Let There Be Light

As many of you probably heard, we had some stormy weather here in New York this week.

As many of you probably heard, we had some stormy weather here in New York this week.

Our CNEWA offices have just reopened, and we’re finally picking up the pieces and getting back to work. Our corner of the city was relatively unscathed. But not far from here, it’s a different story. Much of lower Manhattan is still without power or subway service. Train stations are flooded. Fuel supplies are running low. Thousands of people in the region are homeless or seeking shelter. The devastation around so much of the greater New York area has been — in the words of one New York priest — “almost overwhelming”:

The damage from the wind, rain and flooding brought by Hurricane Sandy “is almost overwhelming,” said Msgr. Kevin Sullivan, executive director of Catholic Charities of the Archdiocese of New York. “We’re reaching out to parishes and getting them to directly assist those in critical need — they know their own people and their neighborhoods,” he told Catholic News Service. Several Catholic agencies and religious communities have stepped forward to address the greatest needs of victims of the super storm. “Reaching out to parishes and other communities and neighborhoods is imperative at this point,” Msgr. Sullivan explained. “The response on the parish level has been tremendous. We’re also working very, very closely with several municipal, state and private agencies, including Red Cross, to figure out the best way to respond to this disaster.” When New York state and New York City were preparing for Sandy’s unprecedented onslaught, emergency responders had met with Msgr. Sullivan and Catholic Charities to plan how to best utilize its resources and personnel after the storm. “We’ve been in conversation with dozens of governmental agencies and made sure we put our staff in place. We have a lot of social work case managers who are trained to deal with emergencies like this,” the priest said. “They know how to get greater access to available services to those in need,” he said. “Many people suffering through disasters fall through the gaps. Our staff is in place to make sure that doesn’t happen. We found this is the best way to work with victims in this situation.”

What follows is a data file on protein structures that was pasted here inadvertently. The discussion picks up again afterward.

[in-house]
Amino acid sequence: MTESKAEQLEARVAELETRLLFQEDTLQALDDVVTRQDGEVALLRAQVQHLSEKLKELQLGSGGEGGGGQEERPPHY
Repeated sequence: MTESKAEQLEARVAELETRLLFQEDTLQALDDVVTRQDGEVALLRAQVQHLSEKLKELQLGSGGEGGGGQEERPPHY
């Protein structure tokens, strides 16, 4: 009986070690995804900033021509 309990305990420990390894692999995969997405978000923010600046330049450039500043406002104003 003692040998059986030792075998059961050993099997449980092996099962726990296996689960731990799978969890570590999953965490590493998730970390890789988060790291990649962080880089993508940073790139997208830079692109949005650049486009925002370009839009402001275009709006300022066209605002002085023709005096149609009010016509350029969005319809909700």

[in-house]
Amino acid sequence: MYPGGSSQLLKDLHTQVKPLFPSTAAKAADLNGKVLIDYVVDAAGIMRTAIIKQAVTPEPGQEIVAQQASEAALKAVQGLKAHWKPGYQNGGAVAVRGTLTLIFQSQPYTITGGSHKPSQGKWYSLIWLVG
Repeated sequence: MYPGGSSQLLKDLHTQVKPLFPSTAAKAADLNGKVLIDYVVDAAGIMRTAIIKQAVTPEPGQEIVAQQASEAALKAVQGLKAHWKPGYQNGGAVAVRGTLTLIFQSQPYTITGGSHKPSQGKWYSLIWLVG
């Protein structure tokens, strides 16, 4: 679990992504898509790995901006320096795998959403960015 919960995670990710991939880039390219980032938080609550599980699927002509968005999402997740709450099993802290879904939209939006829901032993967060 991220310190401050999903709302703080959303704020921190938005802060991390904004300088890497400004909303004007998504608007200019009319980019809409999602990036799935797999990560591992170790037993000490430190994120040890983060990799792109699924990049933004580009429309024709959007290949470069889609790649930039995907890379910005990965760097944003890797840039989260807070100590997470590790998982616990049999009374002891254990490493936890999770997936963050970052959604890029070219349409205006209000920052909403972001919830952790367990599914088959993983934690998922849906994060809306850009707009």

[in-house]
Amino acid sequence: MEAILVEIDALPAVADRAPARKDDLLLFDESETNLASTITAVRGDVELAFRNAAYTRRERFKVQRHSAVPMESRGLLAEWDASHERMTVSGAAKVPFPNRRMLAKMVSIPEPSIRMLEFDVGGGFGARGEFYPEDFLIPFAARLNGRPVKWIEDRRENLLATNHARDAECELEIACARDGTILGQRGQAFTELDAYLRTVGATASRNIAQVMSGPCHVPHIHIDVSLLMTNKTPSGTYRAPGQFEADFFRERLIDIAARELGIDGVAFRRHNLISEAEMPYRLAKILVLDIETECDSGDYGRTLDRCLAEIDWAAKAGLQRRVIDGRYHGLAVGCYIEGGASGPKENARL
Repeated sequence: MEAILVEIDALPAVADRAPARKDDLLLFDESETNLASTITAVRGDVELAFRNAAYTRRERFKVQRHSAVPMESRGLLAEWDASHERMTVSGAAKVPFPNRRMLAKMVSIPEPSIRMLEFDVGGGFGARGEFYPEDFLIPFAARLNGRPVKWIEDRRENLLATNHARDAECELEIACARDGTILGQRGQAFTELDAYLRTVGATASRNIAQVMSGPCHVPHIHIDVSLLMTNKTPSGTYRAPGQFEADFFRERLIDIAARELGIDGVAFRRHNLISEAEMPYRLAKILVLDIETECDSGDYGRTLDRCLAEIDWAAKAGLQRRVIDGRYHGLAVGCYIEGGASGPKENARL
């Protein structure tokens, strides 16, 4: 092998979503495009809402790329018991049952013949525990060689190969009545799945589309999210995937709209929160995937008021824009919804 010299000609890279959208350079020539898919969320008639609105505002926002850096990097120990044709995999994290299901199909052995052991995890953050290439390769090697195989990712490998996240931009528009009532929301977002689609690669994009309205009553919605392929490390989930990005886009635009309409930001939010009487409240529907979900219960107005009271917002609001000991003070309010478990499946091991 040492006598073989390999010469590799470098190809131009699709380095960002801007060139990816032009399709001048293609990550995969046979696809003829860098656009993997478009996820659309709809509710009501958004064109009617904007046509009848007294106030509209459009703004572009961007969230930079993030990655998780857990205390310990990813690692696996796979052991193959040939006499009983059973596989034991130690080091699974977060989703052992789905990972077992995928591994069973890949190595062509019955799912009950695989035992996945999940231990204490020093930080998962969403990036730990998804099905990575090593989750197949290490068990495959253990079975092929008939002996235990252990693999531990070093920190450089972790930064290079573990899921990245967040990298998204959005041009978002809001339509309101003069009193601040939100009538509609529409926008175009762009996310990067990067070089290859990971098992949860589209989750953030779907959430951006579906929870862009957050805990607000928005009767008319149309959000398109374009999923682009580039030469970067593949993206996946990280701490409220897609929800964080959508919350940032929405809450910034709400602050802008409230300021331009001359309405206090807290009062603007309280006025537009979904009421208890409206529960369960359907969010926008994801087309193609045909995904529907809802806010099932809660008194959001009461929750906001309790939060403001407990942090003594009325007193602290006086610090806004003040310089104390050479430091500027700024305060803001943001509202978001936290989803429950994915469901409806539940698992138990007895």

The road back will be a long one, please keep all those affected by this calamity in your thoughts and prayers.

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